Unless you’ve been living in under a dry, dusty rock, you’re well aware that California is experiencing yet another drought.
This is a big one, too.
For what seems like forever, we’ve had to keep a close eye on water consumption, leaving lawns withering in the heat and cars collecting dust.
Well, right now would be just about the stupidest time in history to install a swimming pool, right?
Turns out installing and filling a pool uses less water than the lawn it replaces.
Yeah, I know that’s hard to believe.
But studies cited by the California Pool and Spa Association (CPSA) make the bold (but refreshing) claim that swimming pools actually save more water than, well, NOT swimming pools.
And that’s even with leaving that bad boy uncovered, day in and day out, for years.
Make liberal use of a pool cover when you don’t plan on swimming, and you’re saving an astronomical amount of water—pool covers virtually eliminate evaporation and reduce the need for refilling.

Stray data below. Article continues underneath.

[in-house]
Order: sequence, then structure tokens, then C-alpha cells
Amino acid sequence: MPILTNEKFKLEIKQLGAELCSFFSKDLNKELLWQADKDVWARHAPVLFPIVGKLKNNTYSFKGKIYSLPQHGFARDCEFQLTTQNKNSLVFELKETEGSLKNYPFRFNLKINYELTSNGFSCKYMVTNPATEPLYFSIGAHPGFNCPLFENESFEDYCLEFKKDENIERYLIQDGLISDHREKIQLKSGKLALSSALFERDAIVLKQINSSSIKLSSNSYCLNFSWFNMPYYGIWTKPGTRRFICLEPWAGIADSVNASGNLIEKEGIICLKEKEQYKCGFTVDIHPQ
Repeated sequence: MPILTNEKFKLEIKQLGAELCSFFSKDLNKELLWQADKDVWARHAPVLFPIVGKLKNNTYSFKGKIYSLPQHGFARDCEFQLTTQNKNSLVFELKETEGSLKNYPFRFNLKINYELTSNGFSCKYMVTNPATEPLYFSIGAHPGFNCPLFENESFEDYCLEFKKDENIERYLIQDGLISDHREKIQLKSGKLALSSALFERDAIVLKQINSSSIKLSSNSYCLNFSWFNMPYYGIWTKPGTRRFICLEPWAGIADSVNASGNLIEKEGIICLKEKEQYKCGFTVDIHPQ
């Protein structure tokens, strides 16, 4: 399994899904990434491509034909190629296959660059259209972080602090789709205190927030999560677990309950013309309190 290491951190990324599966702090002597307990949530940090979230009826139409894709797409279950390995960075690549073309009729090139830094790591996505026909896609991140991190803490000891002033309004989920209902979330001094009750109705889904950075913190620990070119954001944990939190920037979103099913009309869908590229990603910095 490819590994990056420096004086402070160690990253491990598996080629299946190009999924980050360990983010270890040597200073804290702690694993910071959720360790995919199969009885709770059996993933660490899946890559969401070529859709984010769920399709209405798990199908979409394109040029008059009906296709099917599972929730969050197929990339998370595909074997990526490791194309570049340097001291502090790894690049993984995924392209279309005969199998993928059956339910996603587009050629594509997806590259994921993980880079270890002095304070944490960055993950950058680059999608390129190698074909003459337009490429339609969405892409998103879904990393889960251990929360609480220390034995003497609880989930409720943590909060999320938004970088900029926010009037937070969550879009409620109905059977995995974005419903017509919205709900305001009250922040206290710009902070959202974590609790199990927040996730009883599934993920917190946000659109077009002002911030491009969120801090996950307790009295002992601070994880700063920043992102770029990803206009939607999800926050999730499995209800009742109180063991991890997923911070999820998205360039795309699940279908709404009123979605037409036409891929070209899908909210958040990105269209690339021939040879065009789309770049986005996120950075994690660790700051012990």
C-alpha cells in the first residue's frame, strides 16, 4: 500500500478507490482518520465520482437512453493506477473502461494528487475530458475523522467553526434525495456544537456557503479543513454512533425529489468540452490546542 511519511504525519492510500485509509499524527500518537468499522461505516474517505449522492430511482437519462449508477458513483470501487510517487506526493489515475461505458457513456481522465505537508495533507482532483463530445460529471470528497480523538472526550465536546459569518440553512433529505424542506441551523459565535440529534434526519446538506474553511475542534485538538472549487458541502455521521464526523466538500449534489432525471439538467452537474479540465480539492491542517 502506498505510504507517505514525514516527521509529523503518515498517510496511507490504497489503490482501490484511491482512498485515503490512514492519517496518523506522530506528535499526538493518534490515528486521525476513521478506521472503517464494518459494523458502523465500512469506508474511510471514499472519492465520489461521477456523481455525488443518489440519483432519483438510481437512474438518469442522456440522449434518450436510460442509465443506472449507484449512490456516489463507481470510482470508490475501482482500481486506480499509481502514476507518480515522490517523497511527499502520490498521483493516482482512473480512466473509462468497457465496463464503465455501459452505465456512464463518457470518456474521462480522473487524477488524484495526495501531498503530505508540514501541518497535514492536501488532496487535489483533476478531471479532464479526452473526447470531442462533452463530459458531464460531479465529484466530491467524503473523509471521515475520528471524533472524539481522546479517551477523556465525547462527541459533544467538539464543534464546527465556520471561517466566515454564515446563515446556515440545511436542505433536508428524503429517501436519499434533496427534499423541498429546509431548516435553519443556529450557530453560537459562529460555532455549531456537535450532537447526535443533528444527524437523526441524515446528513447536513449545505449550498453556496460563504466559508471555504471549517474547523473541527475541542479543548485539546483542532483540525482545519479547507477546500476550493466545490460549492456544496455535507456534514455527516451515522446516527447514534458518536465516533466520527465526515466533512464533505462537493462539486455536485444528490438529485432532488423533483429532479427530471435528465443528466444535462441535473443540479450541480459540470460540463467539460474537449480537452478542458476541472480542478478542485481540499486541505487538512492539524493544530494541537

Pools save roughly 4,000 gallons of water during the first year after installation, but that number skyrockets up to 18,000 gallons for every subsequent year.
Frankly, that’s incredible. I know a lot of us feel guilty and might cancel a pool installation at the last minute as we gaze at the parched landscape around us—but now you don’t have to worry about being the bad guy.
The CPSA says that well-maintained pools use up roughly half the water that your boring old lawn needs. In fact, you’re doing the state a public service by installing a pool.
The water rations aren’t very fun, but don’t let them stop you from building an awesome pool. People who complain about pool owners sucking the reservoirs dry really have no idea what they’re talking about.
In fact, if they don’t have a pool, they’re doing less to help the problem than you are—just something to think about.
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